It's 2024. An older Japanese gentleman wants to watch the International Space Station's closing ceremony, but he can't get out of bed. No problem! All he has to do is call Robear to help him get up. Yes, that's his caregiver's name, but you see, Robear isn't human: it's a bear-like robot. This machine is actually the third and latest iteration of the beary helpful caregiver robot being developed by Japanese research institute Riken. The first model announced in 2009 was called RIBA, followed by RIBA-II in 2011, though Riken also came out with a Pillsbury Doughboy-like model way back in 2006 called RI-MAN. Robear weighs 309 pounds, making it a lot lighter than its 507-pound predecessor. It also has new features that ensure it's gentler and more careful while carrying patients to/from their beds or wheelchairs than the older versions.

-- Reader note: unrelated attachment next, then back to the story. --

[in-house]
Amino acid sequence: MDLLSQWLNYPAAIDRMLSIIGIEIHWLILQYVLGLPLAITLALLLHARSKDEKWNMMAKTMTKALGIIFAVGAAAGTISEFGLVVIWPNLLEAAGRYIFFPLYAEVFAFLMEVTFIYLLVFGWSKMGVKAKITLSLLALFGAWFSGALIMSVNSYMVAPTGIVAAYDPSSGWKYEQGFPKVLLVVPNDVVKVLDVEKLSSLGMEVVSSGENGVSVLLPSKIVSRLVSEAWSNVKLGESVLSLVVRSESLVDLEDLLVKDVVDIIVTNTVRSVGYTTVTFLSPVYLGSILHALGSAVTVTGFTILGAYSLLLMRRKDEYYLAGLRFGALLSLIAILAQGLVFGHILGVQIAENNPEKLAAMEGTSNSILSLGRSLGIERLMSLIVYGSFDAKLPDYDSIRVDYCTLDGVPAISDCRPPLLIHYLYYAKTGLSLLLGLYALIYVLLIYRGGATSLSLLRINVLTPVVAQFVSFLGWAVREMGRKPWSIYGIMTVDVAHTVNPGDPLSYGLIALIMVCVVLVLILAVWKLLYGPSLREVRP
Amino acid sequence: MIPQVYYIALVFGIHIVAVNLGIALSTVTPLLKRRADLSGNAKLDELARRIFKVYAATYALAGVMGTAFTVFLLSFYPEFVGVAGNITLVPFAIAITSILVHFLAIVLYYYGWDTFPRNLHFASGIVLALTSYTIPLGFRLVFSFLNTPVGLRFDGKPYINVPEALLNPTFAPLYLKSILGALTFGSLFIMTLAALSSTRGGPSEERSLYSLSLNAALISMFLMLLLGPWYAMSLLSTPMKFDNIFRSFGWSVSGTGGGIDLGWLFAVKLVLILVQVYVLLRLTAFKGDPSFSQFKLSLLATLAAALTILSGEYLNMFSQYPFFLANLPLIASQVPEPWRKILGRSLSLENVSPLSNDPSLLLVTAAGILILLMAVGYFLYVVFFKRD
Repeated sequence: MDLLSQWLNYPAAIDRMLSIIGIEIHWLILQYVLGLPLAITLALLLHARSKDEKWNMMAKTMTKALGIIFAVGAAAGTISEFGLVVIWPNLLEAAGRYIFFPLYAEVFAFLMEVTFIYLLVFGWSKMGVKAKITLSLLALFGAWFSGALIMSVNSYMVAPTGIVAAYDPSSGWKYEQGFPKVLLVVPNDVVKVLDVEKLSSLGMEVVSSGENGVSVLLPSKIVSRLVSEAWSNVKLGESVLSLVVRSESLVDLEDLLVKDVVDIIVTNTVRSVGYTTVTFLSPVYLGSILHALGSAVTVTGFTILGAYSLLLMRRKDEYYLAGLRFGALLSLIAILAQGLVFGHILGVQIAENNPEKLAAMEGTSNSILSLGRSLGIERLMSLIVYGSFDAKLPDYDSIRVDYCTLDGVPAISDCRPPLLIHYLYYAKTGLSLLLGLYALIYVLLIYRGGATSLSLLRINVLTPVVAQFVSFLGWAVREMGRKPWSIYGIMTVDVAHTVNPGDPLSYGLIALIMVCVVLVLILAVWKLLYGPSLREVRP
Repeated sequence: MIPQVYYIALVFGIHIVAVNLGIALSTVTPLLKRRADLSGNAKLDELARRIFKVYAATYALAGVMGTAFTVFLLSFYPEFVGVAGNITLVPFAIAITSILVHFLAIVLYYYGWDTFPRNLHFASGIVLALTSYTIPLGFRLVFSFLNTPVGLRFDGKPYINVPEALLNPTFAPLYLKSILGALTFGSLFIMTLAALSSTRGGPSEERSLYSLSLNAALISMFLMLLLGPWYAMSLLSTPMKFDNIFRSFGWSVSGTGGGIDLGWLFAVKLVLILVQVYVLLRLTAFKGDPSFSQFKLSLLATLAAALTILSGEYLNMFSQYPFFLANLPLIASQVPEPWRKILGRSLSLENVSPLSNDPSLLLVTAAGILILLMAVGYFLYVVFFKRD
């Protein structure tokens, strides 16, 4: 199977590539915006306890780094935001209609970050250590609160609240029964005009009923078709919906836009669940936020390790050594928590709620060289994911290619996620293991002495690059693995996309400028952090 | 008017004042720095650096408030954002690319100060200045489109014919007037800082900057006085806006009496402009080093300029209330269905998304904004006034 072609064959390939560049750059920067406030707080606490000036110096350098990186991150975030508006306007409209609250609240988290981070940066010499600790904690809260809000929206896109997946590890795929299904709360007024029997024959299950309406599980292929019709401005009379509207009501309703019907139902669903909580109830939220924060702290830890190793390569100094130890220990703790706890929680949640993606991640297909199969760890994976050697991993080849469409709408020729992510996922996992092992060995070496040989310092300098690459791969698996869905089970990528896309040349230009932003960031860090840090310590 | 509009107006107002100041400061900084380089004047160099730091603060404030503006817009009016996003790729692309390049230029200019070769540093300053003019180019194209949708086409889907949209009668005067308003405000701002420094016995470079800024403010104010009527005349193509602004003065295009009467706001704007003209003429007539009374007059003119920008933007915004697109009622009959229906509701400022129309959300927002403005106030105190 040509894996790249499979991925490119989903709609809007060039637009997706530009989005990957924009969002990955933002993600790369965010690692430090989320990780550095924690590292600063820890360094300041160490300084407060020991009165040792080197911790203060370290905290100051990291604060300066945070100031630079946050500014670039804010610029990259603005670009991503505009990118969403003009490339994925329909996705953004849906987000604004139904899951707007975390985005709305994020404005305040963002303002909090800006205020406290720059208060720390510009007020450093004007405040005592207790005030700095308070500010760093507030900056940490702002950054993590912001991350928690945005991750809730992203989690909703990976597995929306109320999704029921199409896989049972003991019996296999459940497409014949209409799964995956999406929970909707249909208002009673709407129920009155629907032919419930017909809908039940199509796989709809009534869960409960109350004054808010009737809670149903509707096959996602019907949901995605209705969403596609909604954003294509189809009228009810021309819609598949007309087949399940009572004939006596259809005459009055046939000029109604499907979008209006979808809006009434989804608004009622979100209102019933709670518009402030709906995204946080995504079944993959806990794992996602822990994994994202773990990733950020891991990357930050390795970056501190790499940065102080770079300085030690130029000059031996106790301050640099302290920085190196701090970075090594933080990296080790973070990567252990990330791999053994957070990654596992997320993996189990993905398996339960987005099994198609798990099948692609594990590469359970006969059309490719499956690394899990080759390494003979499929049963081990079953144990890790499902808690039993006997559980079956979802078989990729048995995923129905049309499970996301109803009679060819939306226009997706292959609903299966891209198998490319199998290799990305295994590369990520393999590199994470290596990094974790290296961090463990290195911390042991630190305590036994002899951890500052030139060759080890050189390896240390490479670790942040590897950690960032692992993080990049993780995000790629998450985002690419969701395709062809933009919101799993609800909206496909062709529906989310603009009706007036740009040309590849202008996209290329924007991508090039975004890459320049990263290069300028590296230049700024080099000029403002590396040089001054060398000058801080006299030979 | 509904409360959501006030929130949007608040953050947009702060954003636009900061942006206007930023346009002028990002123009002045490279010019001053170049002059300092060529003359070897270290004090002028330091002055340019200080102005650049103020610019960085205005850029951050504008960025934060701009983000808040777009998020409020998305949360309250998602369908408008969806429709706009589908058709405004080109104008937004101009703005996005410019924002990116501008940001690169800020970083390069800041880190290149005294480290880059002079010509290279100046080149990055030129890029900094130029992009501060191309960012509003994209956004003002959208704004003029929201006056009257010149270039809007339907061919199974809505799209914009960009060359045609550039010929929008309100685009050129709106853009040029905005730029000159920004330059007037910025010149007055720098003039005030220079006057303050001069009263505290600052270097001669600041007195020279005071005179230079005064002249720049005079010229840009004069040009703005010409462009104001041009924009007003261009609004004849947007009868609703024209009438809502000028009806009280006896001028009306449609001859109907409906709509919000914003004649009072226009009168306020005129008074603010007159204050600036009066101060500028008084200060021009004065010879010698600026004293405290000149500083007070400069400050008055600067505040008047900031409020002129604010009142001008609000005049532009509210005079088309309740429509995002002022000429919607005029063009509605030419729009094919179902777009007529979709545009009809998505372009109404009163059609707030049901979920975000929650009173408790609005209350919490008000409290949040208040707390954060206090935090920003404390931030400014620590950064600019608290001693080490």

Specifically, it includes actuator units with a very low gear ratio, allowing the joints to move very quickly and precisely, and allowing backdrivability, meaning that the force encountered by the actuators as they perform their tasks can be quickly fed back into the system, allowing softer movement. It also incorporates three types of sensors, including torque sensors and Smart Rubber capacitance-type tactile sensors made entirely of rubber, which allow for gentle movements, ensuring that the robot can perform power-intensive tasks such as lifting patients without endangering them.
The institute is hoping that its creation can help people, particularly the elderly, regain some independence, as it gives them the power to move around the house without another person's assistance. For Japan, which has an aging population, a robot carer doesn't sound like such an outrageous idea, even if it does look a bit like a homicidal bear.